Occupancy sensors turn lights on and off based on their detection of motion within a space. Some sensors can be also be used in conjunction with dimming controls to keep the lights from turning completely off when a space is unoccupied. This control scheme may be appropriate when occupancy sensors control separate zones in a large space, such as in a laboratory or in an open office area. In these situations, the lights can be dimmed to a predetermined level when the space is unoccupied. Sensors can also be used to enhance the efficiency of centralized controls by switching off lights in unoccupied areas during normal working hours as well as after hours.
- There are three basic types of occupancy sensors:
Passive infrared (PIR) sensors react to the movement of a heat-emitting body through their field of view. Wall box-type PIR occupancy sensors are best suited for small, enclosed spaces such as private offices, where the sensor replaces the light switch on the wall and no extra wiring is required. They should not be used where walls, partitions, or other objects might block the sensors ability to detect motion.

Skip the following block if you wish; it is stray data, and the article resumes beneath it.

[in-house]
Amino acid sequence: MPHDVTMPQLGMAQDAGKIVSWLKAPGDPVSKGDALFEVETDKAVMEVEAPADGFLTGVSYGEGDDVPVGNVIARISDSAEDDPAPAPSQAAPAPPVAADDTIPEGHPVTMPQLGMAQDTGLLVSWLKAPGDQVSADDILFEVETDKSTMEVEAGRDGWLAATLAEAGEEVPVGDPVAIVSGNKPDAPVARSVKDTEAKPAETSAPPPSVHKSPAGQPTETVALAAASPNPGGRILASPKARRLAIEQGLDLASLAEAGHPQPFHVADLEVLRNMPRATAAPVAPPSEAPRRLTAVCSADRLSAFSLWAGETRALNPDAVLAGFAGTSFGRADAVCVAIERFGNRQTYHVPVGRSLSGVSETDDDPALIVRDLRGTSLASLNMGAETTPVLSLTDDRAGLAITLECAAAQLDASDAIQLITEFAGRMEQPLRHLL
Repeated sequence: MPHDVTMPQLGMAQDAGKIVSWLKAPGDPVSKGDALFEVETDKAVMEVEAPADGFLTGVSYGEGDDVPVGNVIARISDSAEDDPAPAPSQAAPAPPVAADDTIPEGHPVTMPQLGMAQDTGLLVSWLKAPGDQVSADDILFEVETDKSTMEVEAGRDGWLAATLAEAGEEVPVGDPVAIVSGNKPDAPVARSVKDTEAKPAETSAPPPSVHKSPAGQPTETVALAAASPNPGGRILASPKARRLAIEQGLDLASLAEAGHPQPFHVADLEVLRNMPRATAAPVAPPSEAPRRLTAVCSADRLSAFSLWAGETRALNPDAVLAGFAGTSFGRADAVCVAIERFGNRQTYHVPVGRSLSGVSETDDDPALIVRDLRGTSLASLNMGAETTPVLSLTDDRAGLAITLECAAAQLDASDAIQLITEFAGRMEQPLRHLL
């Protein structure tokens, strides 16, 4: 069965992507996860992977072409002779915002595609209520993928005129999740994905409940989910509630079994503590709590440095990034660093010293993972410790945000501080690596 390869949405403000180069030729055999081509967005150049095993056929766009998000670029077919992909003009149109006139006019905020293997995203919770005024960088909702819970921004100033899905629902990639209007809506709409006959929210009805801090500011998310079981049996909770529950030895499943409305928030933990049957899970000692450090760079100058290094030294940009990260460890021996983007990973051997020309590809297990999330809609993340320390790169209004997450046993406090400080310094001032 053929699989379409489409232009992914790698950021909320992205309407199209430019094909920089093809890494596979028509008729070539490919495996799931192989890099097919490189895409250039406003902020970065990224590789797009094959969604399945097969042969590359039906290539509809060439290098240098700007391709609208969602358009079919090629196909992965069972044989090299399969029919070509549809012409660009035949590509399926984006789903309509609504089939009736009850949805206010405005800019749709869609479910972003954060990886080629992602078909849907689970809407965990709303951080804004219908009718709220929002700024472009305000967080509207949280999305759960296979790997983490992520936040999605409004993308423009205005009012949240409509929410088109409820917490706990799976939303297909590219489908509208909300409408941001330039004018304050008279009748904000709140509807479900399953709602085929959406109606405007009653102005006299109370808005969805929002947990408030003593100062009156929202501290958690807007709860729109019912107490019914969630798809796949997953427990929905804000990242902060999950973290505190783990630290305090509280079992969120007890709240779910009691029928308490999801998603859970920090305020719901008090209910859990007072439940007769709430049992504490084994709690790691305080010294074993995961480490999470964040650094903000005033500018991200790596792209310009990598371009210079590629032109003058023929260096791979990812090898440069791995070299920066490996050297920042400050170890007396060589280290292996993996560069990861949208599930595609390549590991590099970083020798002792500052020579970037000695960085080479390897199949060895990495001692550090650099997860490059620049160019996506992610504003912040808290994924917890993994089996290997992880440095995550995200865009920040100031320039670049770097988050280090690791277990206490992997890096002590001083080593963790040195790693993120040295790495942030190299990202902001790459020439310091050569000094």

Ultrasonic sensors emit an inaudible sound pattern and re-read the reflection. They react to changes in the reflected sound pattern. These sensors detect very minor motion better than most infrared sensors. Therefore, they're good to use in spaces such as restrooms with stalls, which can block the field of view, since the hard surfaces will reflect the sound pattern.
Dual-technology occupancy sensors use both passive infrared and ultrasonic technologies to minimize the risk of false triggering (lights coming on when the space is unoccupied). They also tend to be more expensive.